Adventures in CSA: New-trition

Three weeks into the CSA, I’m starting to see a few patterns or trends emerging. And let me just preface this by saying: it’s not like we never ate fresh fruits or vegetables in our house. It’s just that we have relied more on convenience items (i.e. frozen vegetables) than we’d have liked, and we haven’t always kept up with the fresh fruit (either in terms of buying it or using it all before it spoiled). We are the recently (new) proud owners of a tumbling composter, so at least the rinds, excess, etc. isn’t going to waste anymore – BUT that doesn’t change the fact that the CSA has pushed more fresh produce into our house in three weeks than we’d had in months.

So, what are the trends?

First off, I miss cooking. Before we had kids, I used to like cooking. DH and I would trade off – one of us would cook and the other would do dishes – and we would prepare meals that were weeknight friendly but not necessarily kid-friendly. The CSA has forced me to do more actual cooking (time spent hanging out near the stove) because I’m creating more from scratch than grabbing a box, bag or can. Why grab a can of diced tomatoes when I can just dice a fresh one? Why heat fries from the freezer when I can make my own from the potatoes that are on the butcher block? There’s no way that I would’ve considered spending 1-1/2hrs making an Acorn Squash Risotto unless someone brought me an acorn squash and practically dared me not to let it go to waste.

Second, our preparation over the years has helped a lot. We serve veggies with every meal at home (except breakfast, where fruit is offered), so the kids are used to having produce on their plate and being expected to gobble down at least a “no-thank-you” helping. For people coming cold off the starting block, trying to bring a CSA into a house where fruit and veggies weren’t really integrated into the standard offering, this would probably be a lot tougher.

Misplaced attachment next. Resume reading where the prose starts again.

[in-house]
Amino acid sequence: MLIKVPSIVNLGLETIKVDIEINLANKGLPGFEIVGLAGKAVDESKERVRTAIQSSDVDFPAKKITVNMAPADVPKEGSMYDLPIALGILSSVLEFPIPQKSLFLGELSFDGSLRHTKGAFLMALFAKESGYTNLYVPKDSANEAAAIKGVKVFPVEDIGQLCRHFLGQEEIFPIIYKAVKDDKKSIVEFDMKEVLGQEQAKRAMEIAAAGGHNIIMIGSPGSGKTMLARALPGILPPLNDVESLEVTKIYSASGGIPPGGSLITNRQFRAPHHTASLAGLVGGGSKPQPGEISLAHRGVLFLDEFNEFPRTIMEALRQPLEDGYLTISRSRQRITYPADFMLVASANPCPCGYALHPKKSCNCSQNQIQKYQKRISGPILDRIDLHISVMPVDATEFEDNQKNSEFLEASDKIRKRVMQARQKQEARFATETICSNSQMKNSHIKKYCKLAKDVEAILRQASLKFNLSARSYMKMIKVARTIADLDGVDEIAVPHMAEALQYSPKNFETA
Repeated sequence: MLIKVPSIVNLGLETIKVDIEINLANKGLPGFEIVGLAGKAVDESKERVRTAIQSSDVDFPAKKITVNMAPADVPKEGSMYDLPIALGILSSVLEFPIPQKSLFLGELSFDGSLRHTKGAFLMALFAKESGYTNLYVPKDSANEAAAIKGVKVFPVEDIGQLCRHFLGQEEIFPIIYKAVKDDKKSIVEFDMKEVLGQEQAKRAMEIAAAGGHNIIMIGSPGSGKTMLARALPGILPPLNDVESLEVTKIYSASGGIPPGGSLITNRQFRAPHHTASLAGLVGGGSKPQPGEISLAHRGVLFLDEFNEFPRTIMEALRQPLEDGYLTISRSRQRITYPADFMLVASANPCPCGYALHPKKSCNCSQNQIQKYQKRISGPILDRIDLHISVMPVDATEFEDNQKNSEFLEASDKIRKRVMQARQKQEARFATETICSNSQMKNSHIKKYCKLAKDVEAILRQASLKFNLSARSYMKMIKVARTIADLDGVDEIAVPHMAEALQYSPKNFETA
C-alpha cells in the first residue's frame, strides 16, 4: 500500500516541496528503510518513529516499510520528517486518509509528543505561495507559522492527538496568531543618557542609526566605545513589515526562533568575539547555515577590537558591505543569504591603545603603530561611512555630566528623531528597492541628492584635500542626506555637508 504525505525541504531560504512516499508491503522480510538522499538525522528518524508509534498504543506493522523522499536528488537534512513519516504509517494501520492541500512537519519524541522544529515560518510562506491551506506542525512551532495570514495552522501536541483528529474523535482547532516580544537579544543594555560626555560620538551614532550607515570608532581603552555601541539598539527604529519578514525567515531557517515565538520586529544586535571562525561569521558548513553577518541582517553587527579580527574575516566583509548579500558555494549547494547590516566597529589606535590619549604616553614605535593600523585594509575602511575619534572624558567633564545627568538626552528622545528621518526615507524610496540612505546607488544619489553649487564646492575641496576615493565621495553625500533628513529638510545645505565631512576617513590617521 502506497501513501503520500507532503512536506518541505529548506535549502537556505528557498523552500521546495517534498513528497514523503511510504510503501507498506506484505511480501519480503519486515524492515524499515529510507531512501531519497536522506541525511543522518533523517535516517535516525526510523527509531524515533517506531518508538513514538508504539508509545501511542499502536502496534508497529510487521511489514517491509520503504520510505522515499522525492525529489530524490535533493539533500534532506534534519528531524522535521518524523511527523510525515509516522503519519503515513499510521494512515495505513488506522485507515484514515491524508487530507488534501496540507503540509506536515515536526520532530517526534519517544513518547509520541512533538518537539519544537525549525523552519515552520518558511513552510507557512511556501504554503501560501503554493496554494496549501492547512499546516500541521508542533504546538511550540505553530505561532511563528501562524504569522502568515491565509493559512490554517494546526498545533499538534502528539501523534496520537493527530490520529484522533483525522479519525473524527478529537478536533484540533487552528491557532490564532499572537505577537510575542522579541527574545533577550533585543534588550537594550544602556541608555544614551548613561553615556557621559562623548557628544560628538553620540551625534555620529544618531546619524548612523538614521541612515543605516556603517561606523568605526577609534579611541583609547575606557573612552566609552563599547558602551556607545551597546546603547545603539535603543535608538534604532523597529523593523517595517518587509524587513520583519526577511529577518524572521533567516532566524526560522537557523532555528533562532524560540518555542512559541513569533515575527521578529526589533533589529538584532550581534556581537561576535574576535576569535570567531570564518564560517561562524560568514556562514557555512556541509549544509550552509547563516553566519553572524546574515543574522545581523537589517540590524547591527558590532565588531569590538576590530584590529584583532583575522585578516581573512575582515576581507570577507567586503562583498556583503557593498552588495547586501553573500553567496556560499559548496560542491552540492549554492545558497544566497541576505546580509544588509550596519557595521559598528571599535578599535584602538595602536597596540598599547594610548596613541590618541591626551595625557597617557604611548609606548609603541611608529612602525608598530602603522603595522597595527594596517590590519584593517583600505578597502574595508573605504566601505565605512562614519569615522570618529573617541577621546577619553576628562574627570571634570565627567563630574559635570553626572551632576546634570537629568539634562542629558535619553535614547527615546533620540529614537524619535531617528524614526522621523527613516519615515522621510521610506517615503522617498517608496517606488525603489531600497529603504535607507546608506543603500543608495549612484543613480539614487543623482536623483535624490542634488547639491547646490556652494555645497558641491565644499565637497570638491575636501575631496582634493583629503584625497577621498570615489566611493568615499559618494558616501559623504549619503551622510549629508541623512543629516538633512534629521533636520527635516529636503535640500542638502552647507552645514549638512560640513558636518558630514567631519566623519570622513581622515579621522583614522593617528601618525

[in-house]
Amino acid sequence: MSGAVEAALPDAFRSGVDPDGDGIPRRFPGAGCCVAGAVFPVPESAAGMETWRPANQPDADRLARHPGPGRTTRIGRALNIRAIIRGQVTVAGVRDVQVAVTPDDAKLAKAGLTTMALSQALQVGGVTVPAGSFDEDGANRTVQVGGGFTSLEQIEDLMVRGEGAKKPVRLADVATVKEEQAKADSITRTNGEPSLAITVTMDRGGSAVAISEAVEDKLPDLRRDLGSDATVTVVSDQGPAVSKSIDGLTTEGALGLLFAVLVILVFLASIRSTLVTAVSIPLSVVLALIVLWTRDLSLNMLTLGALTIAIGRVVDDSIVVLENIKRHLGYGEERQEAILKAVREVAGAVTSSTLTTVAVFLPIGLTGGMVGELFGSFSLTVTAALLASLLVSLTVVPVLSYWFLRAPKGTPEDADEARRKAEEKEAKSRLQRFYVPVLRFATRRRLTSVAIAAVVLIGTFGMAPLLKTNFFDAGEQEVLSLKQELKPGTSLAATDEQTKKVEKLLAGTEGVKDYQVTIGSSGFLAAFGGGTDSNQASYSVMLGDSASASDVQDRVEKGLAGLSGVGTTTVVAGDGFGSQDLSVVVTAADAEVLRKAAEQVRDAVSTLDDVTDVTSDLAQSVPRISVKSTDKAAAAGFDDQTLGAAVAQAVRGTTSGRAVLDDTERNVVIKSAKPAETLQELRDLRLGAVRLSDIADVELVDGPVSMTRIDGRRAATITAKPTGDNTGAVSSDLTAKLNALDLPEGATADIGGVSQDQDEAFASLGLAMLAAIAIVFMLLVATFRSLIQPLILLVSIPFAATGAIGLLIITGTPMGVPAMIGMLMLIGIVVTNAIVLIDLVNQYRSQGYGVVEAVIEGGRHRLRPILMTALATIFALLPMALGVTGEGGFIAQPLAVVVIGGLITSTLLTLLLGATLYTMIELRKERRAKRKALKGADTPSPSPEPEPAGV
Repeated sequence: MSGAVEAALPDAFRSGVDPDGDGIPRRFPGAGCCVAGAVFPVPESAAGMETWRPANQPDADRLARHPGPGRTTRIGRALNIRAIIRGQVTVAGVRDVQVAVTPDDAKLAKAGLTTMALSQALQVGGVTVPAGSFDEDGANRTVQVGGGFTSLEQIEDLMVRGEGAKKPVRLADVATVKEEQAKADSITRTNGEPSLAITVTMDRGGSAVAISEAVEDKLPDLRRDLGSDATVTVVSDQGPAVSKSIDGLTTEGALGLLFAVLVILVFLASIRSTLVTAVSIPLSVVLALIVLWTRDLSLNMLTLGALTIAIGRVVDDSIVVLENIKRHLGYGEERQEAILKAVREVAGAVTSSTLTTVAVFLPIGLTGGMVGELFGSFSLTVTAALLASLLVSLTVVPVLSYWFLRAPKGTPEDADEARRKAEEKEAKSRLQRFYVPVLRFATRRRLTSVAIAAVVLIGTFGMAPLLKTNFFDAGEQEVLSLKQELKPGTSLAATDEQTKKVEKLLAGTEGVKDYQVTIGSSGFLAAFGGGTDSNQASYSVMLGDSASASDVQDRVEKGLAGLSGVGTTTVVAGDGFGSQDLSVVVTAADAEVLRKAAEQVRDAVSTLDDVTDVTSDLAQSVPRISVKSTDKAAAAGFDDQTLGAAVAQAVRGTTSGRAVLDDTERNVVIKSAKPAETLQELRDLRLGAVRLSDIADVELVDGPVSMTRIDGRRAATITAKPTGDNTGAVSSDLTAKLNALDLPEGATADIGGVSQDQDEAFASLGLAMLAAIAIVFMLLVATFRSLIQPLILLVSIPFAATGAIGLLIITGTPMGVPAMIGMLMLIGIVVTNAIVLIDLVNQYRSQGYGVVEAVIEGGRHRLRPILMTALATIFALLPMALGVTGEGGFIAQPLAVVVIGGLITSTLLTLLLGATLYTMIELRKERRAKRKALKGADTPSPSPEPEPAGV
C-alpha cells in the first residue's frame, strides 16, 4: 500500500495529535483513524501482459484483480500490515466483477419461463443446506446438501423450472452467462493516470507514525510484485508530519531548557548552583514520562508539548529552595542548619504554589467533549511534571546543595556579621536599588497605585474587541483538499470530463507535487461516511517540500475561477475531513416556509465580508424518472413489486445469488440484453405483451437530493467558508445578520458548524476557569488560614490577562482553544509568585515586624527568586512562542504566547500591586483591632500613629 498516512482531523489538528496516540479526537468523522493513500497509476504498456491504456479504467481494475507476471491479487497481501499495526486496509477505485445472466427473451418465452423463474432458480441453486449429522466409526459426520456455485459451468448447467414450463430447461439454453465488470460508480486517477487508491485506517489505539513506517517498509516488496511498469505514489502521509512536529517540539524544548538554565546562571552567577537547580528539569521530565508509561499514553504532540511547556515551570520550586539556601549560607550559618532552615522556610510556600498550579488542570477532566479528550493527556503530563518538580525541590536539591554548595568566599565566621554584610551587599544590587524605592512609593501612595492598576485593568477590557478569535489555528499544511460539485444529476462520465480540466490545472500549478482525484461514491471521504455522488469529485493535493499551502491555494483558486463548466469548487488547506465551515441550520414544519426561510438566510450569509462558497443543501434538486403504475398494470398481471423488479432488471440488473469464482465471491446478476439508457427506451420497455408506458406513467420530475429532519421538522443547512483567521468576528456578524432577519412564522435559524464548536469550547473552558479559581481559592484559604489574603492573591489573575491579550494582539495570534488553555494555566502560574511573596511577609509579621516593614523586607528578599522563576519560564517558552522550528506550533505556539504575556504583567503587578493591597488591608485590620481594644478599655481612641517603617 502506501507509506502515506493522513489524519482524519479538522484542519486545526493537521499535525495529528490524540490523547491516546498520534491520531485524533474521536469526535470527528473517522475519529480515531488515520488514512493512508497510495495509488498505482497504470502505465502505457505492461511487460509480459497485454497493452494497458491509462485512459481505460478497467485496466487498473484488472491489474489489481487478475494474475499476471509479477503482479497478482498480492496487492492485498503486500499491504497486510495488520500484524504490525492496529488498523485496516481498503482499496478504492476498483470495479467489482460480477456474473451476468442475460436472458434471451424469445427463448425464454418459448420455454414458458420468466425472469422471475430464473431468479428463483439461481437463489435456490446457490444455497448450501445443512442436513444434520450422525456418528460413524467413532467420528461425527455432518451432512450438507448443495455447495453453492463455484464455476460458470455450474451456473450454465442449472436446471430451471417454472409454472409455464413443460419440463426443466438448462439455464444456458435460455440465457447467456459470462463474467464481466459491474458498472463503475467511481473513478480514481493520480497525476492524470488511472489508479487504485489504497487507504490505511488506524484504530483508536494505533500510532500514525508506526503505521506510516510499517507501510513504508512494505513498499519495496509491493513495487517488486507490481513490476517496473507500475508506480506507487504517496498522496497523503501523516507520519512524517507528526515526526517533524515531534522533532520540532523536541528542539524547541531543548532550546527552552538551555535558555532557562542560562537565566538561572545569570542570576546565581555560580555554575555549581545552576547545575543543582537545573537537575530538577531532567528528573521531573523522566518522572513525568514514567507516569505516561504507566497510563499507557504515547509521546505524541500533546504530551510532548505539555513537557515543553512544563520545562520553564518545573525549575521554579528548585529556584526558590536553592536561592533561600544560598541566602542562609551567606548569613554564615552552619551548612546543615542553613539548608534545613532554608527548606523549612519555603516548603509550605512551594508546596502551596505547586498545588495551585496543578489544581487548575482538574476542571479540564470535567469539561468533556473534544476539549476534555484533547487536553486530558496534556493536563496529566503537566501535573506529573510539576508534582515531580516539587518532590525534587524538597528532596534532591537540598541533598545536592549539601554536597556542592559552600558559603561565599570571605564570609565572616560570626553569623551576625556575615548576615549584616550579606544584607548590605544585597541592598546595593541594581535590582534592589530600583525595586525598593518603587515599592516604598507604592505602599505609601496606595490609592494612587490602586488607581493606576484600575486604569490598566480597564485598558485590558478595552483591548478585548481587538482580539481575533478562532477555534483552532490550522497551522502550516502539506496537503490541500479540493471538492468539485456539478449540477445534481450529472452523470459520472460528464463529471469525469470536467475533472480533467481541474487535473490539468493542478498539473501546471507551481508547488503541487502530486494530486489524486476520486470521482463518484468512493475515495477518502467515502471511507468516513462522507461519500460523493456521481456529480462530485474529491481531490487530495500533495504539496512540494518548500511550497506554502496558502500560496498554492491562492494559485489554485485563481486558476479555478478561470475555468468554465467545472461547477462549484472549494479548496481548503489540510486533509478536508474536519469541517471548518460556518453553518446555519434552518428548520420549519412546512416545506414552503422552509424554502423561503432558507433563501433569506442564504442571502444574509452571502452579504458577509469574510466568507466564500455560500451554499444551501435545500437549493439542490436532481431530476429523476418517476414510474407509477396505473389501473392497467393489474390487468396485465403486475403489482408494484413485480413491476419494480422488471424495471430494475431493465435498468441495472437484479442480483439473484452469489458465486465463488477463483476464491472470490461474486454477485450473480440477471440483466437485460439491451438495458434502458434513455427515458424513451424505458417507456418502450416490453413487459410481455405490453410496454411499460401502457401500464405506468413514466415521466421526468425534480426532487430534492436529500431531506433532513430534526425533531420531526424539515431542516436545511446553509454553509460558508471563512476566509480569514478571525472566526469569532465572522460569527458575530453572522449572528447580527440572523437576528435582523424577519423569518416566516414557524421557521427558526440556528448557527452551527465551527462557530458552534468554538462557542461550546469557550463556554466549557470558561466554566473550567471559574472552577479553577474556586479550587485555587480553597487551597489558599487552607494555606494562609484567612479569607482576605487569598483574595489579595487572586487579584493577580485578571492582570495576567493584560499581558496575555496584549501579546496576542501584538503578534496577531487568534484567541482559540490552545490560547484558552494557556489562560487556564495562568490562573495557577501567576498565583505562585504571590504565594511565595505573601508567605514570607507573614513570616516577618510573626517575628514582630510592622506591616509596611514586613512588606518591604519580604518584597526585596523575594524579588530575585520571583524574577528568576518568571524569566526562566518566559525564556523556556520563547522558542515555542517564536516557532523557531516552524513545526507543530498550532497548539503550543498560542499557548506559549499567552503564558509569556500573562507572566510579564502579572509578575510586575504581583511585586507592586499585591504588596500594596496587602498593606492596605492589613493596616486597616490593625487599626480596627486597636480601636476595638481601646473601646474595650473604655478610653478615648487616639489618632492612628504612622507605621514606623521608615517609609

Third, my creativity is coming up in notches. Of course, some of that is due to my fantastic girlfriends with food-related blogs (like Local Kitchen, Daily Cynema, My Kinda Rain and My Gems of Parenting). When I see some of what these amazing ladies are making, then I get inspired to branch out and see what I can do. Now, armed with a purpose (gotta use those fruits and veggies before the next box comes!), I’ve been able to try out recipes I otherwise hesitated on and I’ve created a few of my own to suit my own needs.

Now, if we put aside the cost factor and we just go on the overall health factor, I’d like to think that this has gotten us to eat somewhat healthier. Sure, risotto isn’t exactly low-fat, low-cal, and I’ll grant you that glazed carrots aren’t exactly the height of eating lightly…but they’re really good. I grew up in a foodie household that worshipped at the altar of Julia Child, and Saturday nights were the nights when we’d bust out the serious cooking. Even the simple meals had flair – my favorite (still) being filet mignon with my dad’s cognac-mushroom cream sauce, with potatoes, veggies and a fresh baguette. Really, if you haven’t tried a meal like that, I just HIGHLY recommend it. Hedonistic? Oh sure. But it’s REALLY, really good. OK, so maybe not everything is healthier, but we are eating fresher foods. And, since the next step up from the frozen veggies is the fresh kind, I’m thinking this is a move in the right direction.

And then we come to the $64,000 question: is it sustainable for busy, working parents? I’m not entirely sure. I know that some friends have adults-only houses, so their flexibility on menu contents and timing is far greater than ours. I know that some friends with adults and kids manage because one parent is in stay-at-home mode. I also know some others that just somehow make it work, probably because they prioritize it higher than we have in the past. We’ve valued routine (getting the kids their dinner on time so bath & bed can be timely) over everything else, often to the detriment of menu creativity, exercise routines, etc.